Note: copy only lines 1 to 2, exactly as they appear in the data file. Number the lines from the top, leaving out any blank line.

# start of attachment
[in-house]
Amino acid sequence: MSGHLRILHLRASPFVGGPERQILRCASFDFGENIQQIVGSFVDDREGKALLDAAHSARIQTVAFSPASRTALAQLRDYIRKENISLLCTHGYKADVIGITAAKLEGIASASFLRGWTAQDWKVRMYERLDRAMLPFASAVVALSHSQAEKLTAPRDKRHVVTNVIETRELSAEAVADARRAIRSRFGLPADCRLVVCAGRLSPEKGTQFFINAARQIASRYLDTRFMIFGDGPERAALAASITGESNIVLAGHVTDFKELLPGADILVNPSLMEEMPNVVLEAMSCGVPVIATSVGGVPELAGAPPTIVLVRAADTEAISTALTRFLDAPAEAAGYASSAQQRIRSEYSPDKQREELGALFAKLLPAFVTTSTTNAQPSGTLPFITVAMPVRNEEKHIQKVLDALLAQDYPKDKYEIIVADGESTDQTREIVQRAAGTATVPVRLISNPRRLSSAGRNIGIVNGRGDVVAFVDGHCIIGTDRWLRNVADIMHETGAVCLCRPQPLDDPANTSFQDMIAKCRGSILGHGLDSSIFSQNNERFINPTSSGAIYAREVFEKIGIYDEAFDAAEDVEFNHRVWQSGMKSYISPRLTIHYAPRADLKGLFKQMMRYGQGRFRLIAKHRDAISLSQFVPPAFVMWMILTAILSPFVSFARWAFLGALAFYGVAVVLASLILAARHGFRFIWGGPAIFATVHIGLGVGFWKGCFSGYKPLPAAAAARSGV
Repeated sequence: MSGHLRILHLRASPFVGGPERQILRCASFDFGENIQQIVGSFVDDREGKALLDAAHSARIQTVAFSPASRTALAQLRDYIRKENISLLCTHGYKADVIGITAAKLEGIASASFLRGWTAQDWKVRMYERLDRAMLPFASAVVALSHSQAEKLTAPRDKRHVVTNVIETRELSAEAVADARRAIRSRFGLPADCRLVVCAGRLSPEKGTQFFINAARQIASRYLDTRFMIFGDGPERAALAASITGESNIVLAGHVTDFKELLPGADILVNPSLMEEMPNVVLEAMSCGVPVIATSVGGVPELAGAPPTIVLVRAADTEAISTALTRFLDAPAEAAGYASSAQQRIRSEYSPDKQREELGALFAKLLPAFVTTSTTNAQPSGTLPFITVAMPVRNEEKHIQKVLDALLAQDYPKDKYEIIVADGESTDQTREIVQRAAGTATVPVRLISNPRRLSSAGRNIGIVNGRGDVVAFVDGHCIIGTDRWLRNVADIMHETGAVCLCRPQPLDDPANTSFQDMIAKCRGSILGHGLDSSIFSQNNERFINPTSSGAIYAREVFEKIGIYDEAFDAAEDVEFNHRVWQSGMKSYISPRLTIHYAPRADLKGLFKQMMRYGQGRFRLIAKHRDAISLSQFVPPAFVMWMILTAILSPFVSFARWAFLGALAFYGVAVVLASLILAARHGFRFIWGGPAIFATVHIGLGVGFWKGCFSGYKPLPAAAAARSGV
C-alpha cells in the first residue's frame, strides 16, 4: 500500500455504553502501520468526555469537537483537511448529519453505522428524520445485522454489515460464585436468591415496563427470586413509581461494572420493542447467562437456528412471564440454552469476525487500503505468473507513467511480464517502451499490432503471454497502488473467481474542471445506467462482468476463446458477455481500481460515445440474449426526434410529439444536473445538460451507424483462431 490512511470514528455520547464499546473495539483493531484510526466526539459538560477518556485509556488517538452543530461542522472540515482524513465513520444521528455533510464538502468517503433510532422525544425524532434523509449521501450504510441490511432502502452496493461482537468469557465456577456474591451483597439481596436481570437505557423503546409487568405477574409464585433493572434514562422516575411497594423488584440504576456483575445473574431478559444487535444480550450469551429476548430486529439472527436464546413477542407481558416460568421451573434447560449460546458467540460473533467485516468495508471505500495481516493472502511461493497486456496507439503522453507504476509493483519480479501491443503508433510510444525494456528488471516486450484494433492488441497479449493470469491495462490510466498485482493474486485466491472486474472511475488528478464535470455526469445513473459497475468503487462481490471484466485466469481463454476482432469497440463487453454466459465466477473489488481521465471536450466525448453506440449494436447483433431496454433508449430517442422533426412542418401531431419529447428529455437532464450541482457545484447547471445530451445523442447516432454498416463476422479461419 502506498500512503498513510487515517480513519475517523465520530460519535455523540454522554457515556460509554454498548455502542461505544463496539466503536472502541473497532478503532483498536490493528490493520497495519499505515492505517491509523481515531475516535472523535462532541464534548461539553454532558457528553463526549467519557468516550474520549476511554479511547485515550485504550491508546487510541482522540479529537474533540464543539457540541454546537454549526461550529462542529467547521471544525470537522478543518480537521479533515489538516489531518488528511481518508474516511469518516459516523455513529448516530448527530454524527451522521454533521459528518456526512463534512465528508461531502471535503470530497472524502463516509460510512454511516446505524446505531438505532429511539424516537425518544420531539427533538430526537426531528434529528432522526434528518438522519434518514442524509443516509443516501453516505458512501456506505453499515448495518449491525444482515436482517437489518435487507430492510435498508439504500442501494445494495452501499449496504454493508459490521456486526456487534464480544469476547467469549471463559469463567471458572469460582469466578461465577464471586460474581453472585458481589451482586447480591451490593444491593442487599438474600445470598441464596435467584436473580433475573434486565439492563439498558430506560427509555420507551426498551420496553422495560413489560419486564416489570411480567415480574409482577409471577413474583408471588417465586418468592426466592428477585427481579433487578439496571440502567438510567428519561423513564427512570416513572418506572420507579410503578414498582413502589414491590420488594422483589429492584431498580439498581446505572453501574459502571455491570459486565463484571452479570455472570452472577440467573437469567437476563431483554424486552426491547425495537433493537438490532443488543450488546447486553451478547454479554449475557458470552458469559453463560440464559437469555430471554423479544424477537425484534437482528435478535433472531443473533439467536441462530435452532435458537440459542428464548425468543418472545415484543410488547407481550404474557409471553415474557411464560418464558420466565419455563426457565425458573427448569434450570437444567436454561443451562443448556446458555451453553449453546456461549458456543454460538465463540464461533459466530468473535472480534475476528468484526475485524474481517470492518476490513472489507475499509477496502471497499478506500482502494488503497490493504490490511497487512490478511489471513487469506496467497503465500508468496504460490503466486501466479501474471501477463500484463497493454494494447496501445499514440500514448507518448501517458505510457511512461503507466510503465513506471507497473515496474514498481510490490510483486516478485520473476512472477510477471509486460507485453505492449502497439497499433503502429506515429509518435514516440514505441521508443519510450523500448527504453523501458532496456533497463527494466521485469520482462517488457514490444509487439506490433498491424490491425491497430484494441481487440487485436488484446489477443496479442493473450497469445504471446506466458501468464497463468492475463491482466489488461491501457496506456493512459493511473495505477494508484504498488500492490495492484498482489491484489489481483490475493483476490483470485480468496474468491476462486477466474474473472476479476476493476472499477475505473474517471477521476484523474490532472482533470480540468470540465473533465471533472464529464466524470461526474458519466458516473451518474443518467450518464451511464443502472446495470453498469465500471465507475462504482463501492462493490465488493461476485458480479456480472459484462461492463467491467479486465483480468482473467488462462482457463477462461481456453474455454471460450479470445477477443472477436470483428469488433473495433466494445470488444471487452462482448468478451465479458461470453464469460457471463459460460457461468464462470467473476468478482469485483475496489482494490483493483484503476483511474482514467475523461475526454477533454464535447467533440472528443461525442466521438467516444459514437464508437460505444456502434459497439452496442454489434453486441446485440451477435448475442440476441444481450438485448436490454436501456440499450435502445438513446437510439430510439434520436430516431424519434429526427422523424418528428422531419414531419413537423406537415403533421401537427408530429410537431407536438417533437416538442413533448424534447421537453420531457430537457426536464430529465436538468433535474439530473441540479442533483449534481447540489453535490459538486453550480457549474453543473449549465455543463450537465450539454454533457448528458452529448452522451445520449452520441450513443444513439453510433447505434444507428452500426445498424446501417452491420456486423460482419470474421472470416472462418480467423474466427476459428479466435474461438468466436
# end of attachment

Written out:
[in-house]
Amino acid sequence: MSGHLRILHLRASPFVGGPERQILRCASFDFGENIQQIVGSFVDDREGKALLDAAHSARIQTVAFSPASRTALAQLRDYIRKENISLLCTHGYKADVIGITAAKLEGIASASFLRGWTAQDWKVRMYERLDRAMLPFASAVVALSHSQAEKLTAPRDKRHVVTNVIETRELSAEAVADARRAIRSRFGLPADCRLVVCAGRLSPEKGTQFFINAARQIASRYLDTRFMIFGDGPERAALAASITGESNIVLAGHVTDFKELLPGADILVNPSLMEEMPNVVLEAMSCGVPVIATSVGGVPELAGAPPTIVLVRAADTEAISTALTRFLDAPAEAAGYASSAQQRIRSEYSPDKQREELGALFAKLLPAFVTTSTTNAQPSGTLPFITVAMPVRNEEKHIQKVLDALLAQDYPKDKYEIIVADGESTDQTREIVQRAAGTATVPVRLISNPRRLSSAGRNIGIVNGRGDVVAFVDGHCIIGTDRWLRNVADIMHETGAVCLCRPQPLDDPANTSFQDMIAKCRGSILGHGLDSSIFSQNNERFINPTSSGAIYAREVFEKIGIYDEAFDAAEDVEFNHRVWQSGMKSYISPRLTIHYAPRADLKGLFKQMMRYGQGRFRLIAKHRDAISLSQFVPPAFVMWMILTAILSPFVSFARWAFLGALAFYGVAVVLASLILAARHGFRFIWGGPAIFATVHIGLGVGFWKGCFSGYKPLPAAAAARSGV